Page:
Staff updates on various complaints – Wagener said he had received inquiries about the state police firearms training facility, which has been proposed for either East Windsor or Willington. He has answered questions about the CEPA process, which, as the Council knows, is poorly understood by residents who encounter it infrequently, if ever. In response to a question from Dunbar, Wagener said basic information about CEPA and scoping can be found on the Council’s Environmental Monitor website. Wagener said he would not expect to see an environmental impact evaluation this year.

Wagener said he had received a detailed complaint about a state grant for proposed renovations at the Nathan Hale Homestead. He explained that the CEPA process requires a “sign-off” by the State Historic Preservation Office (SHPO). He investigated and found that SHPO staff has been communicating with the organization and the sponsoring agency (Department of Economic and Community Development, or DECD) and the process appears to be unfolding in accordance with CEPA, and that DECD and SHPO staff appear to be taking its oversight responsibilities seriously.

Wagener said that at the June meeting, the Council had asked Hearn to outline the regulatory approvals for the Glastonbury Boathouse and Boat-Launching, with the focus on what if anything could have been done differently to foresee and prevent the subsidence problem which has appeared at the site, and to outline what actions, if any, the Council might take.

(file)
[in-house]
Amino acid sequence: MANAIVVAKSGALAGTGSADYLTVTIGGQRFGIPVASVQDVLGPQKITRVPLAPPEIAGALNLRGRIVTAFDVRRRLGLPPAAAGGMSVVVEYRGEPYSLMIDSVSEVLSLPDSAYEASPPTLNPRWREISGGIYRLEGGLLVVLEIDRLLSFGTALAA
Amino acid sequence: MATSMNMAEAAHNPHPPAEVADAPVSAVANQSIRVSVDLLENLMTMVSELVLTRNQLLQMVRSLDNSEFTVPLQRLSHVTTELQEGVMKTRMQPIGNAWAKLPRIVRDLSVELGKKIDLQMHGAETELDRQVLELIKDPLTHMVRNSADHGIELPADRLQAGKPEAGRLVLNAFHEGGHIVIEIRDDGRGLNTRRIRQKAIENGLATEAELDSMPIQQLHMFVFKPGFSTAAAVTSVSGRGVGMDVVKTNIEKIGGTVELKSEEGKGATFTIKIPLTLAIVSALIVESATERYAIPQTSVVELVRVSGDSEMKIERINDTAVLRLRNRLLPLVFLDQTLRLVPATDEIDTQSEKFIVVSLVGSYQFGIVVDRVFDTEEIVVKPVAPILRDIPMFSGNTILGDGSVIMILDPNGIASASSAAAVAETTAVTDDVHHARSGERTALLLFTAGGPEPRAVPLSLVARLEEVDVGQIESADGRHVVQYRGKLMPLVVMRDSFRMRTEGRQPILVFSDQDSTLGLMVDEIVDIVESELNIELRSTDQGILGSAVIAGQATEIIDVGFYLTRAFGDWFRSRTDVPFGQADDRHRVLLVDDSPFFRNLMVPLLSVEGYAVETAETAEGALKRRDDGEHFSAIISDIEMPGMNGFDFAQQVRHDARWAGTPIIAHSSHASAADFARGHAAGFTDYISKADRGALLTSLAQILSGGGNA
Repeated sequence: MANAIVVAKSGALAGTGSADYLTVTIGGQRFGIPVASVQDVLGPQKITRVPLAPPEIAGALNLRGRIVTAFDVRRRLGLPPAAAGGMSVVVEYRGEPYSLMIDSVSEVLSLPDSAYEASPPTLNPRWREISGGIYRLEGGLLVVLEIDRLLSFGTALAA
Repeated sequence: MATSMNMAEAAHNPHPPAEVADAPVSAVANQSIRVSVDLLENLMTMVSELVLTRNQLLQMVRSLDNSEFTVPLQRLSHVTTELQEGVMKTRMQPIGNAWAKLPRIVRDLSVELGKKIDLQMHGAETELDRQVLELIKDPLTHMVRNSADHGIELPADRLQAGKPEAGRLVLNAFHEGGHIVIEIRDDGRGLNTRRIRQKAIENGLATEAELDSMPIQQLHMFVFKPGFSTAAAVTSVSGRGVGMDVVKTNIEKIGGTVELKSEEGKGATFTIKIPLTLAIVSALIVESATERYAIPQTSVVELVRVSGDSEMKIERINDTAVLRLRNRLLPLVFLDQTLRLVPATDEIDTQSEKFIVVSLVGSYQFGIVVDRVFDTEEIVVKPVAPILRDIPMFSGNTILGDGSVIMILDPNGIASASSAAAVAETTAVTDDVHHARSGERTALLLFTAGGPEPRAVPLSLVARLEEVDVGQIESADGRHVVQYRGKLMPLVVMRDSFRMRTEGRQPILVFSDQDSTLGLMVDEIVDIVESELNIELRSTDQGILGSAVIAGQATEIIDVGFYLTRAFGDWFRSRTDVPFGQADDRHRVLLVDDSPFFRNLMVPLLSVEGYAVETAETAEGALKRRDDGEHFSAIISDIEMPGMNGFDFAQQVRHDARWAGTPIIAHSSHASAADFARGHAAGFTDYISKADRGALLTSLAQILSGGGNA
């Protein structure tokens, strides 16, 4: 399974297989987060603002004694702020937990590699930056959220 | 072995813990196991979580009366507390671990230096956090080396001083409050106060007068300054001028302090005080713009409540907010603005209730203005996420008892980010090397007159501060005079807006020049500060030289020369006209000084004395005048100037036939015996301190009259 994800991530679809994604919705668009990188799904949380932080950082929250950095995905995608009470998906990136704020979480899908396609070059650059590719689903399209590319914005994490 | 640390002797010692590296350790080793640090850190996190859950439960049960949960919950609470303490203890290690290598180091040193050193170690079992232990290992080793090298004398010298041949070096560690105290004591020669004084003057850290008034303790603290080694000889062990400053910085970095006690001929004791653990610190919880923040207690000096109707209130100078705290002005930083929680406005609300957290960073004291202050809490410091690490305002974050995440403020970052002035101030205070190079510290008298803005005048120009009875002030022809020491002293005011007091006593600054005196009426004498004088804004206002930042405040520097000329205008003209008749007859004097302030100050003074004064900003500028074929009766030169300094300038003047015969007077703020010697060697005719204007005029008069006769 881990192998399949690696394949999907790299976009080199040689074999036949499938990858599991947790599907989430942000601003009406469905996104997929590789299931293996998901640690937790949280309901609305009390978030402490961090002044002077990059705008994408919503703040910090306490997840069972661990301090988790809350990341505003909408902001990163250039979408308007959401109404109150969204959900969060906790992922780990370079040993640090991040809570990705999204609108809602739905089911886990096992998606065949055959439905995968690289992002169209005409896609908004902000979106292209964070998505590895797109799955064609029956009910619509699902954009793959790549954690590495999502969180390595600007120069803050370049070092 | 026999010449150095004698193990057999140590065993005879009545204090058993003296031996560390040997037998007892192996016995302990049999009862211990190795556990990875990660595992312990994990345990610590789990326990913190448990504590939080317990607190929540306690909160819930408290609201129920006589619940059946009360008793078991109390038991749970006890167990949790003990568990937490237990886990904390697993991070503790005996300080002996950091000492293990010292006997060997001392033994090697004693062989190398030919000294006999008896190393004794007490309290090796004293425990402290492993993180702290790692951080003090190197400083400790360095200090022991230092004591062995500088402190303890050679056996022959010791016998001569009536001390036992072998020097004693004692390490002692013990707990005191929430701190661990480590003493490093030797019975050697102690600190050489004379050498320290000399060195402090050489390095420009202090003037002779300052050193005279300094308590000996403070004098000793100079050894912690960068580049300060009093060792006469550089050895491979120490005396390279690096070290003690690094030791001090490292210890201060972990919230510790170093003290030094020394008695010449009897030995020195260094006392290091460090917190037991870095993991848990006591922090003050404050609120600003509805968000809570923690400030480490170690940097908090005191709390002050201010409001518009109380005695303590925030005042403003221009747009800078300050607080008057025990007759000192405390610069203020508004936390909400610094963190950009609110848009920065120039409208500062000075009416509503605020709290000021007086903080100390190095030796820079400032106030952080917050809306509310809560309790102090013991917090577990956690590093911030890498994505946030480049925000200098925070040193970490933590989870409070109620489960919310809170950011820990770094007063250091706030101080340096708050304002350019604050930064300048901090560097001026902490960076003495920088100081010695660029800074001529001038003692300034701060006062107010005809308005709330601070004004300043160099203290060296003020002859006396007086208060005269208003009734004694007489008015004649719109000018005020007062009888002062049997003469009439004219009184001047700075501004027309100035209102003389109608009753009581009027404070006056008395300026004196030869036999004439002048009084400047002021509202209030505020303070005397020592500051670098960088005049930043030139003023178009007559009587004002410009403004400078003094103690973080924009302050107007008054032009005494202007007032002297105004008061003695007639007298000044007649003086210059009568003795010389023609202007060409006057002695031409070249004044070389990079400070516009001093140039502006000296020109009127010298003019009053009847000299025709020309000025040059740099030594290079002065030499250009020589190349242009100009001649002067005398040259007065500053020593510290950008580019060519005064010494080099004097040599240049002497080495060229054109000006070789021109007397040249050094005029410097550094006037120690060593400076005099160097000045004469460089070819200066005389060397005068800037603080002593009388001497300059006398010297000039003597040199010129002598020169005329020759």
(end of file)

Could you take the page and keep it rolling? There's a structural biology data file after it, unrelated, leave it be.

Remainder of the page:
Hearn said he reviewed the files at DEEP on the project. He said that the permits issued by DEEP did not include a review of the structural engineering for the boathouse and walkways. He said that such a review would have been beyond the scope of what is required for the permits from the Office of Long Island Sound Programs. DEEP performed reviews that were consistent with what was required for the specific permits applied for. Wagener said that when the emergency work is completed the town must apply for a regular permit to maintain the new rocks in the river. Discussion followed on whether there should be any additional analyses for permits in environmentally sensitive areas, as a safeguard from a repetition of this failure. Dunbar said it is most important that any additional burdens imposed for permits be the responsibility of the applicant and not of the state. Members agreed that the Council would follow the process and possibly comment during the comment period on the permit; one suggestion was that the Council could recommend mitigation in the form of commissioning a review of possible deficiencies in the review process and how they might be corrected.